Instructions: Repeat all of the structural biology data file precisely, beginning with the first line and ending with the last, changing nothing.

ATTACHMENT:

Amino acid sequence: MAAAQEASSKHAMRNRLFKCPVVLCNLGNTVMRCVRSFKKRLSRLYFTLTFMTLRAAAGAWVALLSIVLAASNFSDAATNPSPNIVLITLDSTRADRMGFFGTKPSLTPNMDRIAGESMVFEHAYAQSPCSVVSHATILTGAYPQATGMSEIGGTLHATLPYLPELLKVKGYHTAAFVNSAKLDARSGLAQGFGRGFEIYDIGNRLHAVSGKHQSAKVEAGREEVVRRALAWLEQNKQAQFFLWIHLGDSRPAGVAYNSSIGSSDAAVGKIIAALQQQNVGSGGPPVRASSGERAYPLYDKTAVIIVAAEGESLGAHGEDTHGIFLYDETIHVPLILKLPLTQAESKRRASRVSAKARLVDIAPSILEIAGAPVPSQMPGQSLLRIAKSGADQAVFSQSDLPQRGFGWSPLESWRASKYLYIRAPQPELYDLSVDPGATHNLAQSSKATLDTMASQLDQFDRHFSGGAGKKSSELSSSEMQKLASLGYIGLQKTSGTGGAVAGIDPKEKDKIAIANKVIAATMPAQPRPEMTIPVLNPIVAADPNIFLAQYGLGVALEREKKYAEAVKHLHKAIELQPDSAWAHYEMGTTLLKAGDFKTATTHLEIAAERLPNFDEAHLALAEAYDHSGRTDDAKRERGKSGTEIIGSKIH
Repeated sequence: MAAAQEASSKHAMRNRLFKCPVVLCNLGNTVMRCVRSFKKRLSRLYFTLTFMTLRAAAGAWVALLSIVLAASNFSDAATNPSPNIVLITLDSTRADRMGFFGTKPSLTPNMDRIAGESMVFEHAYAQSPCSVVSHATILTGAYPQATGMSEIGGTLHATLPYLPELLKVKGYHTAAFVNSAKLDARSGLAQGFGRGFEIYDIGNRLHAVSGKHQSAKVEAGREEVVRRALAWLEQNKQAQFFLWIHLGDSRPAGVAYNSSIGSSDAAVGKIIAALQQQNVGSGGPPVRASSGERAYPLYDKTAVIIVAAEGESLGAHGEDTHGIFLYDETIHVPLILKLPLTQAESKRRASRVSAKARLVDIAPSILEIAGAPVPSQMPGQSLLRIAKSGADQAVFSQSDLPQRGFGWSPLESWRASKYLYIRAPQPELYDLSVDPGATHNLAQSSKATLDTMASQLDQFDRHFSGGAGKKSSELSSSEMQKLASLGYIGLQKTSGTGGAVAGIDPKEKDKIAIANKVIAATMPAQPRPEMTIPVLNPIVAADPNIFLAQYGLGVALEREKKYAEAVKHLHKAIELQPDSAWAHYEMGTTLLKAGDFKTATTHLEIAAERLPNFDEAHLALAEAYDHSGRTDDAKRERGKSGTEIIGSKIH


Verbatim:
Amino acid sequence: MAAAQEASSKHAMRNRLFKCPVVLCNLGNTVMRCVRSFKKRLSRLYFTLTFMTLRAAAGAWVALLSIVLAASNFSDAATNPSPNIVLITLDSTRADRMGFFGTKPSLTPNMDRIAGESMVFEHAYAQSPCSVVSHATILTGAYPQATGMSEIGGTLHATLPYLPELLKVKGYHTAAFVNSAKLDARSGLAQGFGRGFEIYDIGNRLHAVSGKHQSAKVEAGREEVVRRALAWLEQNKQAQFFLWIHLGDSRPAGVAYNSSIGSSDAAVGKIIAALQQQNVGSGGPPVRASSGERAYPLYDKTAVIIVAAEGESLGAHGEDTHGIFLYDETIHVPLILKLPLTQAESKRRASRVSAKARLVDIAPSILEIAGAPVPSQMPGQSLLRIAKSGADQAVFSQSDLPQRGFGWSPLESWRASKYLYIRAPQPELYDLSVDPGATHNLAQSSKATLDTMASQLDQFDRHFSGGAGKKSSELSSSEMQKLASLGYIGLQKTSGTGGAVAGIDPKEKDKIAIANKVIAATMPAQPRPEMTIPVLNPIVAADPNIFLAQYGLGVALEREKKYAEAVKHLHKAIELQPDSAWAHYEMGTTLLKAGDFKTATTHLEIAAERLPNFDEAHLALAEAYDHSGRTDDAKRERGKSGTEIIGSKIH
Repeated sequence: MAAAQEASSKHAMRNRLFKCPVVLCNLGNTVMRCVRSFKKRLSRLYFTLTFMTLRAAAGAWVALLSIVLAASNFSDAATNPSPNIVLITLDSTRADRMGFFGTKPSLTPNMDRIAGESMVFEHAYAQSPCSVVSHATILTGAYPQATGMSEIGGTLHATLPYLPELLKVKGYHTAAFVNSAKLDARSGLAQGFGRGFEIYDIGNRLHAVSGKHQSAKVEAGREEVVRRALAWLEQNKQAQFFLWIHLGDSRPAGVAYNSSIGSSDAAVGKIIAALQQQNVGSGGPPVRASSGERAYPLYDKTAVIIVAAEGESLGAHGEDTHGIFLYDETIHVPLILKLPLTQAESKRRASRVSAKARLVDIAPSILEIAGAPVPSQMPGQSLLRIAKSGADQAVFSQSDLPQRGFGWSPLESWRASKYLYIRAPQPELYDLSVDPGATHNLAQSSKATLDTMASQLDQFDRHFSGGAGKKSSELSSSEMQKLASLGYIGLQKTSGTGGAVAGIDPKEKDKIAIANKVIAATMPAQPRPEMTIPVLNPIVAADPNIFLAQYGLGVALEREKKYAEAVKHLHKAIELQPDSAWAHYEMGTTLLKAGDFKTATTHLEIAAERLPNFDEAHLALAEAYDHSGRTDDAKRERGKSGTEIIGSKIH